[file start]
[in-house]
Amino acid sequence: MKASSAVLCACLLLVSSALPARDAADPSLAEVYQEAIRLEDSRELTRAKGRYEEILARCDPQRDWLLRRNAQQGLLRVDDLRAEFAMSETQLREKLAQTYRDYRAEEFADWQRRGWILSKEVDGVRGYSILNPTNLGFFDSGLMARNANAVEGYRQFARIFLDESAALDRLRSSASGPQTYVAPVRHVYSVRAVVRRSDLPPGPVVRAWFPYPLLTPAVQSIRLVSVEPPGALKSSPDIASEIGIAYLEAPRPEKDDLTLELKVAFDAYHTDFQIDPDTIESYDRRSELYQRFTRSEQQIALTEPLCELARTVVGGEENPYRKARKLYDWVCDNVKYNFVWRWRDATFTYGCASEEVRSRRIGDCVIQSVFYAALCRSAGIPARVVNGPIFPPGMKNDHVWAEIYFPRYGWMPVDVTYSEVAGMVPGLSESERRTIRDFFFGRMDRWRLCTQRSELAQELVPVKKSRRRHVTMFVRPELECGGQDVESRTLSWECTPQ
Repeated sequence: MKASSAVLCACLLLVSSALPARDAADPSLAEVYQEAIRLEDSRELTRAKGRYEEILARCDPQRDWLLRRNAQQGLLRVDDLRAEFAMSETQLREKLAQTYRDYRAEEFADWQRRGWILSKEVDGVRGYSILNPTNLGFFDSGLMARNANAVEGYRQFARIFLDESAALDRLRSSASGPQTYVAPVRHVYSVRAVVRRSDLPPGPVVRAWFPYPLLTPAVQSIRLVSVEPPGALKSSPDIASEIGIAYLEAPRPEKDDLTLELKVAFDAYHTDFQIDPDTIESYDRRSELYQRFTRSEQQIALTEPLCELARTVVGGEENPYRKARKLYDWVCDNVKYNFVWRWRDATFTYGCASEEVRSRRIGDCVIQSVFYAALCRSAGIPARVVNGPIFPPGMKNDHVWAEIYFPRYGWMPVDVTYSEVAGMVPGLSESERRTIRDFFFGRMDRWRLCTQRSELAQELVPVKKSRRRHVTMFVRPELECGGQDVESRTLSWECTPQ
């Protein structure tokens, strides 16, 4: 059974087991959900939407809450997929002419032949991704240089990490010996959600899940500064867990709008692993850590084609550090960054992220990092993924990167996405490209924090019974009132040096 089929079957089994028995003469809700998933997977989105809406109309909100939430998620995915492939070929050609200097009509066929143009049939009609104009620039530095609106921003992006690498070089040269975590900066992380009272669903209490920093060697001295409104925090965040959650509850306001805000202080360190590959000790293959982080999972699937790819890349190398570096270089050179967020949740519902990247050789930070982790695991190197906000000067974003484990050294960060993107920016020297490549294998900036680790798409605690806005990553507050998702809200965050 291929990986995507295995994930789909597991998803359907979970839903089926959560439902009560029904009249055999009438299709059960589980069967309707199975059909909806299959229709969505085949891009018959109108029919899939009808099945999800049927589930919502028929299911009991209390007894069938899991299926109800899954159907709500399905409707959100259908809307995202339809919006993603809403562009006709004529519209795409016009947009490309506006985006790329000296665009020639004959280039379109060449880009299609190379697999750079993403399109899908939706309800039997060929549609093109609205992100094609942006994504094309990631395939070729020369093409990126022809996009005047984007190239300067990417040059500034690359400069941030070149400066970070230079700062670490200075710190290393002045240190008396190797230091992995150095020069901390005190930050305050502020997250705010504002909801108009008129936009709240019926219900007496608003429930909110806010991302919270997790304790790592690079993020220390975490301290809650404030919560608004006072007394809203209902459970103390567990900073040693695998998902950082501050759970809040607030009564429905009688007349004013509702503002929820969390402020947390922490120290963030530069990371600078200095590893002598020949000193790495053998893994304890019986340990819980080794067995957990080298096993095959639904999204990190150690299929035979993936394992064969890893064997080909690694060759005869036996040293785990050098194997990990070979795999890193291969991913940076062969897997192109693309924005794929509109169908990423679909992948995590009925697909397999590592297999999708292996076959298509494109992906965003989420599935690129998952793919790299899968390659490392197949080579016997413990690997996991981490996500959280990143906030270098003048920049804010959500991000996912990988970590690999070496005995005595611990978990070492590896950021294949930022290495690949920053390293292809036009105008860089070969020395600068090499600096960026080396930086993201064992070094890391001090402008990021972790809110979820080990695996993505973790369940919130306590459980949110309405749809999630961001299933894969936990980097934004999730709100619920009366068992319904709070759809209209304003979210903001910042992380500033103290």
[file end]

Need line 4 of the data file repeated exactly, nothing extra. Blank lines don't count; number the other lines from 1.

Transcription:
């Protein structure tokens, strides 16, 4: 059974087991959900939407809450997929002419032949991704240089990490010996959600899940500064867990709008692993850590084609550090960054992220990092993924990167996405490209924090019974009132040096 089929079957089994028995003469809700998933997977989105809406109309909100939430998620995915492939070929050609200097009509066929143009049939009609104009620039530095609106921003992006690498070089040269975590900066992380009272669903209490920093060697001295409104925090965040959650509850306001805000202080360190590959000790293959982080999972699937790819890349190398570096270089050179967020949740519902990247050789930070982790695991190197906000000067974003484990050294960060993107920016020297490549294998900036680790798409605690806005990553507050998702809200965050 291929990986995507295995994930789909597991998803359907979970839903089926959560439902009560029904009249055999009438299709059960589980069967309707199975059909909806299959229709969505085949891009018959109108029919899939009808099945999800049927589930919502028929299911009991209390007894069938899991299926109800899954159907709500399905409707959100259908809307995202339809919006993603809403562009006709004529519209795409016009947009490309506006985006790329000296665009020639004959280039379109060449880009299609190379697999750079993403399109899908939706309800039997060929549609093109609205992100094609942006994504094309990631395939070729020369093409990126022809996009005047984007190239300067990417040059500034690359400069941030070149400066970070230079700062670490200075710190290393002045240190008396190797230091992995150095020069901390005190930050305050502020997250705010504002909801108009008129936009709240019926219900007496608003429930909110806010991302919270997790304790790592690079993020220390975490301290809650404030919560608004006072007394809203209902459970103390567990900073040693695998998902950082501050759970809040607030009564429905009688007349004013509702503002929820969390402020947390922490120290963030530069990371600078200095590893002598020949000193790495053998893994304890019986340990819980080794067995957990080298096993095959639904999204990190150690299929035979993936394992064969890893064997080909690694060759005869036996040293785990050098194997990990070979795999890193291969991913940076062969897997192109693309924005794929509109169908990423679909992948995590009925697909397999590592297999999708292996076959298509494109992906965003989420599935690129998952793919790299899968390659490392197949080579016997413990690997996991981490996500959280990143906030270098003048920049804010959500991000996912990988970590690999070496005995005595611990978990070492590896950021294949930022290495690949920053390293292809036009105008860089070969020395600068090499600096960026080396930086993201064992070094890391001090402008990021972790809110979820080990695996993505973790369940919130306590459980949110309405749809999630961001299933894969936990980097934004999730709100619920009366068992319904709070759809209209304003979210903001910042992380500033103290």